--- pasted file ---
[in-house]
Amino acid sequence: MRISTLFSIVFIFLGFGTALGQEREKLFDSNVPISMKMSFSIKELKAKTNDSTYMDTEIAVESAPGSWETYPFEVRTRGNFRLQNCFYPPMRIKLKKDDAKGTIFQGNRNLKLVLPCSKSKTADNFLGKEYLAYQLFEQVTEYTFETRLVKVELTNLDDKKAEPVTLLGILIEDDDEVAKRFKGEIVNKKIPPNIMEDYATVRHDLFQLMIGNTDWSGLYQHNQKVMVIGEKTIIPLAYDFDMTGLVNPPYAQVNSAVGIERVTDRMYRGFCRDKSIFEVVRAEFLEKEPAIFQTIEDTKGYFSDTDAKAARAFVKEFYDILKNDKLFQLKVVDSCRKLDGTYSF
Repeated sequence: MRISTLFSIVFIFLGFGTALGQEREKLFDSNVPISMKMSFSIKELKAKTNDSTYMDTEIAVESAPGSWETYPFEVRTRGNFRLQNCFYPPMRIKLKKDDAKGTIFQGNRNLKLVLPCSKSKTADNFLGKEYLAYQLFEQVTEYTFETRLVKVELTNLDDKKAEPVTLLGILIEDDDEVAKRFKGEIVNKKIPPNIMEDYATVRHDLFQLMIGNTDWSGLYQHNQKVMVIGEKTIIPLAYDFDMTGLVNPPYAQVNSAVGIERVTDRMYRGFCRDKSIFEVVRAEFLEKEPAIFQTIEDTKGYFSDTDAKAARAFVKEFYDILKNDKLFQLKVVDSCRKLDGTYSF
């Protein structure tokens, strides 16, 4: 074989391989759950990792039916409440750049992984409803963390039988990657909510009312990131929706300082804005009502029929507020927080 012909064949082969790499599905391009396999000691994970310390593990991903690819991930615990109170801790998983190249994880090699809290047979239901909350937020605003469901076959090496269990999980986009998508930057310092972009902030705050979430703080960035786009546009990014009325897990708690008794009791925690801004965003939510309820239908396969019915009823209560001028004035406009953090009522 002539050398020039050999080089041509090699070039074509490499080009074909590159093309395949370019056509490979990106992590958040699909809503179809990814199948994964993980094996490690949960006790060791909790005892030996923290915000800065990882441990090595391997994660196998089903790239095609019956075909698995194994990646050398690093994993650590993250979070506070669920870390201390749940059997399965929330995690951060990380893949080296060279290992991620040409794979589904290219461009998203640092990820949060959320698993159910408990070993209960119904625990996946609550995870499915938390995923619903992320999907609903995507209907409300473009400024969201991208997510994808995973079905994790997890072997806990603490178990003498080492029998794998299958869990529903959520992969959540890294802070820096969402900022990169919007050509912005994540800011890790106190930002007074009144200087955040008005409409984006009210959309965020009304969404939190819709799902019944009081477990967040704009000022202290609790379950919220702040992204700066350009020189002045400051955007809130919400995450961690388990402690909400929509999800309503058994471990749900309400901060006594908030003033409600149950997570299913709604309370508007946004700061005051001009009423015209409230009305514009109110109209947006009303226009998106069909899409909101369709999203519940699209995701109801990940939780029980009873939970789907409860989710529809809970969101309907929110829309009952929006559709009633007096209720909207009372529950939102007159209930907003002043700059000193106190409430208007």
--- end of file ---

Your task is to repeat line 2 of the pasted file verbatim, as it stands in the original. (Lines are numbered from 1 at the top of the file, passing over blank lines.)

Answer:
Amino acid sequence: MRISTLFSIVFIFLGFGTALGQEREKLFDSNVPISMKMSFSIKELKAKTNDSTYMDTEIAVESAPGSWETYPFEVRTRGNFRLQNCFYPPMRIKLKKDDAKGTIFQGNRNLKLVLPCSKSKTADNFLGKEYLAYQLFEQVTEYTFETRLVKVELTNLDDKKAEPVTLLGILIEDDDEVAKRFKGEIVNKKIPPNIMEDYATVRHDLFQLMIGNTDWSGLYQHNQKVMVIGEKTIIPLAYDFDMTGLVNPPYAQVNSAVGIERVTDRMYRGFCRDKSIFEVVRAEFLEKEPAIFQTIEDTKGYFSDTDAKAARAFVKEFYDILKNDKLFQLKVVDSCRKLDGTYSF